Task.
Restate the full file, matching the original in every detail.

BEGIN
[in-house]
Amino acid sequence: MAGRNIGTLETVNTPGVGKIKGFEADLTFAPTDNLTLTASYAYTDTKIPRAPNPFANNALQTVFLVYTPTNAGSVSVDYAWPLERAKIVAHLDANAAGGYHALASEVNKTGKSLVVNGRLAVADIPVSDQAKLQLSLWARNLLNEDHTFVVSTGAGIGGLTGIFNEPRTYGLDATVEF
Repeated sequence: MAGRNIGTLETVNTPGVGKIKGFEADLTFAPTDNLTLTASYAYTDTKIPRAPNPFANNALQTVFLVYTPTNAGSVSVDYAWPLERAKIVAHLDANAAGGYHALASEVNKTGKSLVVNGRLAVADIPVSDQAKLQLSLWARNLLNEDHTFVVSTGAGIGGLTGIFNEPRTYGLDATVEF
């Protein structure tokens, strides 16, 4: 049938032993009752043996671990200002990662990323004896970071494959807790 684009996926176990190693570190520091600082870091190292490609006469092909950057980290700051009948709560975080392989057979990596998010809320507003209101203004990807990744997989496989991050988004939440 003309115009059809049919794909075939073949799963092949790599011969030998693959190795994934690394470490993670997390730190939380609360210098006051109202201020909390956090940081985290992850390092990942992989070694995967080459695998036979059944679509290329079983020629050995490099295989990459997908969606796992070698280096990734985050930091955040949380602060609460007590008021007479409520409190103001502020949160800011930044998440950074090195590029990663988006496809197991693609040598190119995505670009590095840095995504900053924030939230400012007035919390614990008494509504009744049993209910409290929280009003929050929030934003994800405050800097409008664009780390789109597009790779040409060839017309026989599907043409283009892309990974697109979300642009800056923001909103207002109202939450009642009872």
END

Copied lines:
[in-house]
Amino acid sequence: MAGRNIGTLETVNTPGVGKIKGFEADLTFAPTDNLTLTASYAYTDTKIPRAPNPFANNALQTVFLVYTPTNAGSVSVDYAWPLERAKIVAHLDANAAGGYHALASEVNKTGKSLVVNGRLAVADIPVSDQAKLQLSLWARNLLNEDHTFVVSTGAGIGGLTGIFNEPRTYGLDATVEF
Repeated sequence: MAGRNIGTLETVNTPGVGKIKGFEADLTFAPTDNLTLTASYAYTDTKIPRAPNPFANNALQTVFLVYTPTNAGSVSVDYAWPLERAKIVAHLDANAAGGYHALASEVNKTGKSLVVNGRLAVADIPVSDQAKLQLSLWARNLLNEDHTFVVSTGAGIGGLTGIFNEPRTYGLDATVEF
């Protein structure tokens, strides 16, 4: 049938032993009752043996671990200002990662990323004896970071494959807790 684009996926176990190693570190520091600082870091190292490609006469092909950057980290700051009948709560975080392989057979990596998010809320507003209101203004990807990744997989496989991050988004939440 003309115009059809049919794909075939073949799963092949790599011969030998693959190795994934690394470490993670997390730190939380609360210098006051109202201020909390956090940081985290992850390092990942992989070694995967080459695998036979059944679509290329079983020629050995490099295989990459997908969606796992070698280096990734985050930091955040949380602060609460007590008021007479409520409190103001502020949160800011930044998440950074090195590029990663988006496809197991693609040598190119995505670009590095840095995504900053924030939230400012007035919390614990008494509504009744049993209910409290929280009003929050929030934003994800405050800097409008664009780390789109597009790779040409060839017309026989599907043409283009892309990974697109979300642009800056923001909103207002109202939450009642009872």